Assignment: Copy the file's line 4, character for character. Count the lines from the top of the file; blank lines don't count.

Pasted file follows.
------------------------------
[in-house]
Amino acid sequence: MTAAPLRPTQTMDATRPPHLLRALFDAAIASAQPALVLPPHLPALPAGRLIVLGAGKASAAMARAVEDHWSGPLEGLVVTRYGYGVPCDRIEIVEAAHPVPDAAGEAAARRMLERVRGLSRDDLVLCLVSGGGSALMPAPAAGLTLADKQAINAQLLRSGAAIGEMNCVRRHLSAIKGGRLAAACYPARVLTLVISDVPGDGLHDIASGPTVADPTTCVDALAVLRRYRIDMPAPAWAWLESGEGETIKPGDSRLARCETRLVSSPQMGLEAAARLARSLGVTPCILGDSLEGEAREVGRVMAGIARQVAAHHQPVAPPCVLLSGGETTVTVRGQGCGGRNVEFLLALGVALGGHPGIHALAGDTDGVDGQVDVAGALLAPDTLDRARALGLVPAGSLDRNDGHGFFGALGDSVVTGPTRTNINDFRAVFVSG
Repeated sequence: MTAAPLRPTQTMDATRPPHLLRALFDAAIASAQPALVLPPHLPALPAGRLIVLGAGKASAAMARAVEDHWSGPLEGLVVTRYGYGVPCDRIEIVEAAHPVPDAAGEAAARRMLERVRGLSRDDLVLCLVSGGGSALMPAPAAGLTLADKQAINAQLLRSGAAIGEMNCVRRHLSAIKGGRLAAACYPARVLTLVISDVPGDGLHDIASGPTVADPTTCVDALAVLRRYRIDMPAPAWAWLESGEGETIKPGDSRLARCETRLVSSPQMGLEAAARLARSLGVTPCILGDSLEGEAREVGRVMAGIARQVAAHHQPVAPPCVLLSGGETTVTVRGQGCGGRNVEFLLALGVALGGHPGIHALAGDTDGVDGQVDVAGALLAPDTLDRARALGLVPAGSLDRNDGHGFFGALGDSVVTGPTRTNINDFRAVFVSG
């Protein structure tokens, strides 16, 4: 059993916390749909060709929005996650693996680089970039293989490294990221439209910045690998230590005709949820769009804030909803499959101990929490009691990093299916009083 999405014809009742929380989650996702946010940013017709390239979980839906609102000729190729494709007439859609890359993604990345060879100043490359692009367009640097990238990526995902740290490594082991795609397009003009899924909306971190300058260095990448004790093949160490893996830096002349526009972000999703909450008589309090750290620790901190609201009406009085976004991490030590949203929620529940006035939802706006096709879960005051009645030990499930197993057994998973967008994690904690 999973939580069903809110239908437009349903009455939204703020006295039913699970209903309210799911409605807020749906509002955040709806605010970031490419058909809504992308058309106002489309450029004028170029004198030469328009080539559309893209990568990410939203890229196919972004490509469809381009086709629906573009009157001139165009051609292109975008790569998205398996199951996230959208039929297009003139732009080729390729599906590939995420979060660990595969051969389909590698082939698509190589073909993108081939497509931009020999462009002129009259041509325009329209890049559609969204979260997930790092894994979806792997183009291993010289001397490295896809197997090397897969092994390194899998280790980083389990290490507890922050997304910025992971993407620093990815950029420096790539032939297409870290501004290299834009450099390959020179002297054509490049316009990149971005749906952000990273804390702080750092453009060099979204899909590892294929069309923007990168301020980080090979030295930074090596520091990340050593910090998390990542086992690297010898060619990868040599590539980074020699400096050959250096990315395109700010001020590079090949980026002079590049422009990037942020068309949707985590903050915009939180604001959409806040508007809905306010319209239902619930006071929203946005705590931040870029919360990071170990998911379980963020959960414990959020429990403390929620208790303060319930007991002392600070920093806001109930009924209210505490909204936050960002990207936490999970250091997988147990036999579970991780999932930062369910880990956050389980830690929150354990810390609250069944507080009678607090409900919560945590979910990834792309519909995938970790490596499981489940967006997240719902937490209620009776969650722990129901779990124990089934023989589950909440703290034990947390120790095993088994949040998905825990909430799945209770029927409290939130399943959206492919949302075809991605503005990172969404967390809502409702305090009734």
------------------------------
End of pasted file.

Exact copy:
């Protein structure tokens, strides 16, 4: 059993916390749909060709929005996650693996680089970039293989490294990221439209910045690998230590005709949820769009804030909803499959101990929490009691990093299916009083 999405014809009742929380989650996702946010940013017709390239979980839906609102000729190729494709007439859609890359993604990345060879100043490359692009367009640097990238990526995902740290490594082991795609397009003009899924909306971190300058260095990448004790093949160490893996830096002349526009972000999703909450008589309090750290620790901190609201009406009085976004991490030590949203929620529940006035939802706006096709879960005051009645030990499930197993057994998973967008994690904690 999973939580069903809110239908437009349903009455939204703020006295039913699970209903309210799911409605807020749906509002955040709806605010970031490419058909809504992308058309106002489309450029004028170029004198030469328009080539559309893209990568990410939203890229196919972004490509469809381009086709629906573009009157001139165009051609292109975008790569998205398996199951996230959208039929297009003139732009080729390729599906590939995420979060660990595969051969389909590698082939698509190589073909993108081939497509931009020999462009002129009259041509325009329209890049559609969204979260997930790092894994979806792997183009291993010289001397490295896809197997090397897969092994390194899998280790980083389990290490507890922050997304910025992971993407620093990815950029420096790539032939297409870290501004290299834009450099390959020179002297054509490049316009990149971005749906952000990273804390702080750092453009060099979204899909590892294929069309923007990168301020980080090979030295930074090596520091990340050593910090998390990542086992690297010898060619990868040599590539980074020699400096050959250096990315395109700010001020590079090949980026002079590049422009990037942020068309949707985590903050915009939180604001959409806040508007809905306010319209239902619930006071929203946005705590931040870029919360990071170990998911379980963020959960414990959020429990403390929620208790303060319930007991002392600070920093806001109930009924209210505490909204936050960002990207936490999970250091997988147990036999579970991780999932930062369910880990956050389980830690929150354990810390609250069944507080009678607090409900919560945590979910990834792309519909995938970790490596499981489940967006997240719902937490209620009776969650722990129901779990124990089934023989589950909440703290034990947390120790095993088994949040998905825990909430799945209770029927409290939130399943959206492919949302075809991605503005990172969404967390809502409702305090009734």